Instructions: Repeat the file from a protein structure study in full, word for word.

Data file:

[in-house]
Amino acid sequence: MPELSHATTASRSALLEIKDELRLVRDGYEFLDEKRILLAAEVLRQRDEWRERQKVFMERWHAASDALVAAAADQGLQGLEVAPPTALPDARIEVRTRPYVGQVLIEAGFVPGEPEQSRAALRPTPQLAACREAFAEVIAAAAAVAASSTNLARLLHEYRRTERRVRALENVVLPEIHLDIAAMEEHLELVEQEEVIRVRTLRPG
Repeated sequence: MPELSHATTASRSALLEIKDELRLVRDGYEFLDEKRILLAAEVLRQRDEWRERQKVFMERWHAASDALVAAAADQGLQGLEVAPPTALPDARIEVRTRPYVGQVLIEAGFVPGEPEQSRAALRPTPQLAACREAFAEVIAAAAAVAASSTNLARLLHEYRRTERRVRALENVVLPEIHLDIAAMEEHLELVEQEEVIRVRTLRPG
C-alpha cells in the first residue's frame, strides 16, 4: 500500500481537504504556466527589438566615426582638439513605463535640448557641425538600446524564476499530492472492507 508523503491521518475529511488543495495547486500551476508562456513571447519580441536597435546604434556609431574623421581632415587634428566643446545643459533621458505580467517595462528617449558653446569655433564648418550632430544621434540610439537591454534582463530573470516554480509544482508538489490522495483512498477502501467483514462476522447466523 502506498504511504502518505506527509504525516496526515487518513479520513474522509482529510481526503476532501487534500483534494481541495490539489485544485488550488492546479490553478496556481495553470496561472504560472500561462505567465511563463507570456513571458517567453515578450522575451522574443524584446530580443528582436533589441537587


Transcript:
[in-house]
Amino acid sequence: MPELSHATTASRSALLEIKDELRLVRDGYEFLDEKRILLAAEVLRQRDEWRERQKVFMERWHAASDALVAAAADQGLQGLEVAPPTALPDARIEVRTRPYVGQVLIEAGFVPGEPEQSRAALRPTPQLAACREAFAEVIAAAAAVAASSTNLARLLHEYRRTERRVRALENVVLPEIHLDIAAMEEHLELVEQEEVIRVRTLRPG
Repeated sequence: MPELSHATTASRSALLEIKDELRLVRDGYEFLDEKRILLAAEVLRQRDEWRERQKVFMERWHAASDALVAAAADQGLQGLEVAPPTALPDARIEVRTRPYVGQVLIEAGFVPGEPEQSRAALRPTPQLAACREAFAEVIAAAAAVAASSTNLARLLHEYRRTERRVRALENVVLPEIHLDIAAMEEHLELVEQEEVIRVRTLRPG
C-alpha cells in the first residue's frame, strides 16, 4: 500500500481537504504556466527589438566615426582638439513605463535640448557641425538600446524564476499530492472492507 508523503491521518475529511488543495495547486500551476508562456513571447519580441536597435546604434556609431574623421581632415587634428566643446545643459533621458505580467517595462528617449558653446569655433564648418550632430544621434540610439537591454534582463530573470516554480509544482508538489490522495483512498477502501467483514462476522447466523 502506498504511504502518505506527509504525516496526515487518513479520513474522509482529510481526503476532501487534500483534494481541495490539489485544485488550488492546479490553478496556481495553470496561472504560472500561462505567465511563463507570456513571458517567453515578450522575451522574443524584446530580443528582436533589441537587